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Folly Tree Arboretum Residency

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I got to spend most of June as an artist in residence at the Folly Tree Arboretum in East Hampton, NY. This wonderful place has trees with stories which are curated, grafted, collected, and cared for by artist Tucker Marder.

Soil Joy (Alegría de la Tierra) in the exhibition Tiahue Tocha at Visible Records in Charlottesville, VA
Detail of Soil Joy (Alegría de la Tierra)

During the residency I made Soil Joy (Alegría de la Tierra). The roots of exuberant plants (sometimes called weeds) reveal their past travels through soil. Roots engage the underground world of minerals, water, and air and they collaborate with the organisms that make up the life of the soil. Roots are records of the resilient, multispecies networks that plants participate in. These are brought into our human world and highlighted with color as a way to celebrate plant intelligence and the value of all plant species, even those maligned as weeds.

Soil was my focus and roots became a way to see its interaction with plants. I explored several methods for extracting roots, including digging with claw gloves. I sourced larger roots from giant piles of dead tree that were to become mulch. Pulling the stems of plants gently after a good rain was best for getting the small roots up intact. The green parts were fed to the chickens and the roots washed and dried before coating them with milk paint. Using this biodegradable paint means the artwork can be composted, and can and re-enter the cycle of becoming soil again.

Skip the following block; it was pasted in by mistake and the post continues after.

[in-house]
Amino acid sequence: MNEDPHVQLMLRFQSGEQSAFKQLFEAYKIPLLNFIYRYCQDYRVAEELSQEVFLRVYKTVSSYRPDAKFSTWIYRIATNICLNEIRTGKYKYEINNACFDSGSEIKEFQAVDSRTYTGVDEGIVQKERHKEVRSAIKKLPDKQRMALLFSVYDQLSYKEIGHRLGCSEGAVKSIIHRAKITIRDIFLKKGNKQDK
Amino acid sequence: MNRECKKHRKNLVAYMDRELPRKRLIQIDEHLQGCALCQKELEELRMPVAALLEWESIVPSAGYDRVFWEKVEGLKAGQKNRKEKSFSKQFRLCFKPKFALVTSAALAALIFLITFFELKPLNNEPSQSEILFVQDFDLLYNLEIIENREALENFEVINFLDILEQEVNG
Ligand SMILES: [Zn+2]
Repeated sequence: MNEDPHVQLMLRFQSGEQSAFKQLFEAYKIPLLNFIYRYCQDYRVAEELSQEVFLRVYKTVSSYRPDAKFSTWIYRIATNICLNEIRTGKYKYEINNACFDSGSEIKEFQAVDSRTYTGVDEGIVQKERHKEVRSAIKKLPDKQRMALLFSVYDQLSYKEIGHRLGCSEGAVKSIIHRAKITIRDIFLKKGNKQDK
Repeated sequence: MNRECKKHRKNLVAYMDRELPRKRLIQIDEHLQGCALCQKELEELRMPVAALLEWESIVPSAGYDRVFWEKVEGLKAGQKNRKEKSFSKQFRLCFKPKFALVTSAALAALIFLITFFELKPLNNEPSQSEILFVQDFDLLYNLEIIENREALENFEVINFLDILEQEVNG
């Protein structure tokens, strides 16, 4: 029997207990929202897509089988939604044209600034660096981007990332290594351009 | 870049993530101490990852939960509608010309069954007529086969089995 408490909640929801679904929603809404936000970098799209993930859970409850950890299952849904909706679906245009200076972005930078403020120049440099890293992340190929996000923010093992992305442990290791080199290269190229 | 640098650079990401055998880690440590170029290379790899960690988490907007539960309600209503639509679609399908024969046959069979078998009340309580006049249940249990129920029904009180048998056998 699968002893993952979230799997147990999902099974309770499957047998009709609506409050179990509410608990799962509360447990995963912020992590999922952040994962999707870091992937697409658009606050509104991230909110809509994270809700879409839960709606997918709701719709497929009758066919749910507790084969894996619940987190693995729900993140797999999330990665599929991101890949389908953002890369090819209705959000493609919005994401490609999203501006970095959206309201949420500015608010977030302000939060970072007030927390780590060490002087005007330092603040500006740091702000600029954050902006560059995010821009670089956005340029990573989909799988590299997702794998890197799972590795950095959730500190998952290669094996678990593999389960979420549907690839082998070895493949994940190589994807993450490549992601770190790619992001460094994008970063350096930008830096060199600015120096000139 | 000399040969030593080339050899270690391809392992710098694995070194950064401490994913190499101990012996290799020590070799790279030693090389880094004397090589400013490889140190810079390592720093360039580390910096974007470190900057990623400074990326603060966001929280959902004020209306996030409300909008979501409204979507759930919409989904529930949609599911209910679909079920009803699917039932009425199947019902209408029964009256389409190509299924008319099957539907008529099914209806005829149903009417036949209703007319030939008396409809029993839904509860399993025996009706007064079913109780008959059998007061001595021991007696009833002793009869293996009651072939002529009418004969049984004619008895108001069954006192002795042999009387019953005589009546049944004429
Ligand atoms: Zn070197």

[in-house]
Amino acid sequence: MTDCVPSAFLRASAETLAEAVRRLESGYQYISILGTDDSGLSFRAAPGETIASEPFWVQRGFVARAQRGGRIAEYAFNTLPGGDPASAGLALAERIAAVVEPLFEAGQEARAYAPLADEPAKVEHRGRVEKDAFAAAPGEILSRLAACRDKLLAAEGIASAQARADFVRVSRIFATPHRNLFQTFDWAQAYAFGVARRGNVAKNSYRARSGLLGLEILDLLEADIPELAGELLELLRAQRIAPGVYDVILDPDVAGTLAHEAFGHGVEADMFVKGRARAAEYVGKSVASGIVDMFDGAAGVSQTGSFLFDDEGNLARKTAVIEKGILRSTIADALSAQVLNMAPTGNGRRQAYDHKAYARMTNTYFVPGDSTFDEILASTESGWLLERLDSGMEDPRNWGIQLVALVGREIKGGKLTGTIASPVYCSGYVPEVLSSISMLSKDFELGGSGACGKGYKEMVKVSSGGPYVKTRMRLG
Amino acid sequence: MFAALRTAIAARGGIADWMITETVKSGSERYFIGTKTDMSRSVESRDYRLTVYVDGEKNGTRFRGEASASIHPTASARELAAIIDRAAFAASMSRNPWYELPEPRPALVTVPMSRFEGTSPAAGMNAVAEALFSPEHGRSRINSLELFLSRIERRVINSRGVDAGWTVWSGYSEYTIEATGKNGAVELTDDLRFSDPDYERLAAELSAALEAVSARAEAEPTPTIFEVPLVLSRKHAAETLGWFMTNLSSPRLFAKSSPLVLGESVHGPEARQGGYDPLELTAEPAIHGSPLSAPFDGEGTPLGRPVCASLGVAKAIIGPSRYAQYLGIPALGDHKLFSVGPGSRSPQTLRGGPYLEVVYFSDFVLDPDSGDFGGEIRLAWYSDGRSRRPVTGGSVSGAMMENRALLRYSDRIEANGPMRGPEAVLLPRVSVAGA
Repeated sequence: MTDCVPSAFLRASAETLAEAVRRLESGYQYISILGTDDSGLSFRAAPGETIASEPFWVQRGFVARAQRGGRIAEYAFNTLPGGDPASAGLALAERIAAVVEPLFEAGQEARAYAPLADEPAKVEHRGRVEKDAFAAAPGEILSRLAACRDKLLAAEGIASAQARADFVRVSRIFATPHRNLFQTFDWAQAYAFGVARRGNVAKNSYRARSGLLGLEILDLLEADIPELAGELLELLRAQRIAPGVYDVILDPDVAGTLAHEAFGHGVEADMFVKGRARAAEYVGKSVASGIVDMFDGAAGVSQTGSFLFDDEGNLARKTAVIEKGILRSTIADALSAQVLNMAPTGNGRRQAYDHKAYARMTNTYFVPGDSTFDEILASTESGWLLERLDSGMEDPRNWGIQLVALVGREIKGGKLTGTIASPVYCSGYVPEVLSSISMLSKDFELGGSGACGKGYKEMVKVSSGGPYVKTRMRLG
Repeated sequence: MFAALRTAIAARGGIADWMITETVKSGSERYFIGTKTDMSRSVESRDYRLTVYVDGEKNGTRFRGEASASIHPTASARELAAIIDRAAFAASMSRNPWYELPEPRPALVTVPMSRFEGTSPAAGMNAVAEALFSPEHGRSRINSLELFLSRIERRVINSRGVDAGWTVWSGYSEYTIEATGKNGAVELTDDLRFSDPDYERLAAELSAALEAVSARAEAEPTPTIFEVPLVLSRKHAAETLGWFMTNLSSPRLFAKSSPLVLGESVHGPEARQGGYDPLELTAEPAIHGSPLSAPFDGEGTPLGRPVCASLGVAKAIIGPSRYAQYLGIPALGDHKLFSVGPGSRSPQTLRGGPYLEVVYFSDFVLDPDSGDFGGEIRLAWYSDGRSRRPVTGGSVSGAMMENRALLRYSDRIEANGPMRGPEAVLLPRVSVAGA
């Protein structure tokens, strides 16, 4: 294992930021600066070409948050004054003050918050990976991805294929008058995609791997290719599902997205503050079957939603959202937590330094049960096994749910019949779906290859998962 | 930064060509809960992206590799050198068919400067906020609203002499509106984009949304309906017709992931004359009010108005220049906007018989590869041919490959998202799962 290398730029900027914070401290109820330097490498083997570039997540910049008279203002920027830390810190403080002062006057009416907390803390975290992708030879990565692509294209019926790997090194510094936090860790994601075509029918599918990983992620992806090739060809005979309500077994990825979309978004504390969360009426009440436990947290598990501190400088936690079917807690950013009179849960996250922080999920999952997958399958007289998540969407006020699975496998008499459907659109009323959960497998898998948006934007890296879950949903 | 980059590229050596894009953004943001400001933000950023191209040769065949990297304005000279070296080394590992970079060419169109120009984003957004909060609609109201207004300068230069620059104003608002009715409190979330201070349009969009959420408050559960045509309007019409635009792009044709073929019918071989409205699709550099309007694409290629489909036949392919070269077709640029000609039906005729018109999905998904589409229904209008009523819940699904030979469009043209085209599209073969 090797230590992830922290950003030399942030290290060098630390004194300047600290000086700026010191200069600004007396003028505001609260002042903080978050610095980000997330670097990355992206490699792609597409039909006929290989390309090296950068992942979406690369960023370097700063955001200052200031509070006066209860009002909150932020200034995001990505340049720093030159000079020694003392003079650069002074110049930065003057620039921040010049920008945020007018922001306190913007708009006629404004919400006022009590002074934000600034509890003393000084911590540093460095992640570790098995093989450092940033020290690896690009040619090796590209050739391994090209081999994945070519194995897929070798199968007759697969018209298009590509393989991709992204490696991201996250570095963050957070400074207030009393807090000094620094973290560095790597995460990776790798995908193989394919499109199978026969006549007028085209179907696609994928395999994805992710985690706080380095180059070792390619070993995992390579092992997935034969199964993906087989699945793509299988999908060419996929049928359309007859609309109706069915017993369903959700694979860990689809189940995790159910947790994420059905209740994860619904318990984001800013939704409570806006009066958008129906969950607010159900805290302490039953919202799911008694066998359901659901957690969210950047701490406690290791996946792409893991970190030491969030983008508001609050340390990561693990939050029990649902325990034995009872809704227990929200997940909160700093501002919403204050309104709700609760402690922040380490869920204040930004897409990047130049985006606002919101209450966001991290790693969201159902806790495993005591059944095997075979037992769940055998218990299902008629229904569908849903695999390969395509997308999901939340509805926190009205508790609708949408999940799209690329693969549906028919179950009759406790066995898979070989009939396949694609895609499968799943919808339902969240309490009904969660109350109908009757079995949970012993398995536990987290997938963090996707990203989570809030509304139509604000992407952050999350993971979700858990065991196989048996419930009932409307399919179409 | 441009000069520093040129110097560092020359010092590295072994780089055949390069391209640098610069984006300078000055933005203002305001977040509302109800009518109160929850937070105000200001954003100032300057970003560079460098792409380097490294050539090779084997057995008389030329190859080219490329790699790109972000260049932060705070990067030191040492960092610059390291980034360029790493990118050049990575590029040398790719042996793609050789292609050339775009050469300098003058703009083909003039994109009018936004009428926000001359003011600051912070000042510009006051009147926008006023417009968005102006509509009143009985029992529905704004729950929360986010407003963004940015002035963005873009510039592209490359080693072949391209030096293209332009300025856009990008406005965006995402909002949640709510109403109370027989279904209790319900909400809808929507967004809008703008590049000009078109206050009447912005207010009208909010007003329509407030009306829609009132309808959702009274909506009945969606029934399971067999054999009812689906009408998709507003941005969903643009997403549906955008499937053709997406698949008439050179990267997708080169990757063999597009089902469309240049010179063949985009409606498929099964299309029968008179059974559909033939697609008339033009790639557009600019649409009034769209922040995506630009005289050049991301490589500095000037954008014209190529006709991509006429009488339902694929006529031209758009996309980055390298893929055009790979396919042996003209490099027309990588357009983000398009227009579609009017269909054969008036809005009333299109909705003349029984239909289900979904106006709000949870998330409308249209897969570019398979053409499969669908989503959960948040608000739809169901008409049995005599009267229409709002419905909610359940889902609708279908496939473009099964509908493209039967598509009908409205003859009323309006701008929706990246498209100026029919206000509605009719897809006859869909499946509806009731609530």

The Tree Folly Arboretum was an incredibly inspirational place for me to generate work and new ideas for collaborations with humans and non-humans. On site there were several giant, outdoor worm bins and piles, black soldier flies, bee hives, chickens, ducks, turkeys, and pigs. Local waste from coffee shops and breweries were feedstock for worms and black soldier flies, which were feedstock for chickens and gardens. I was in heaven.

I dug into the soil, examined it under the microscope, listened to the worm pile with a piezo microphone, I witnessed a large tree moving, and giant piles of compost being made and turned.

I’m making plans to return in Spring to create a “Soil Arena” on site. This will be a space for celebrating soil, the living ecosystem that supports our life and so many others.

This is a model for “Soil Arena”, which we plan to build in an area where there is now a dirt road. Let’s appreciate soil with our careful observation, admiration, dances, and games so we remember to care for it – and remember to treat it like our lives depend on it.

If you are in East Hampton, New York, in the summer, you can make an appointment to schedule a tour of the fantastic Folly Tree Arboretum. The Arboretum was founded in 2013 by Tucker Marder, who currently directs Arboretum programming with co-programmer Isla Hansen.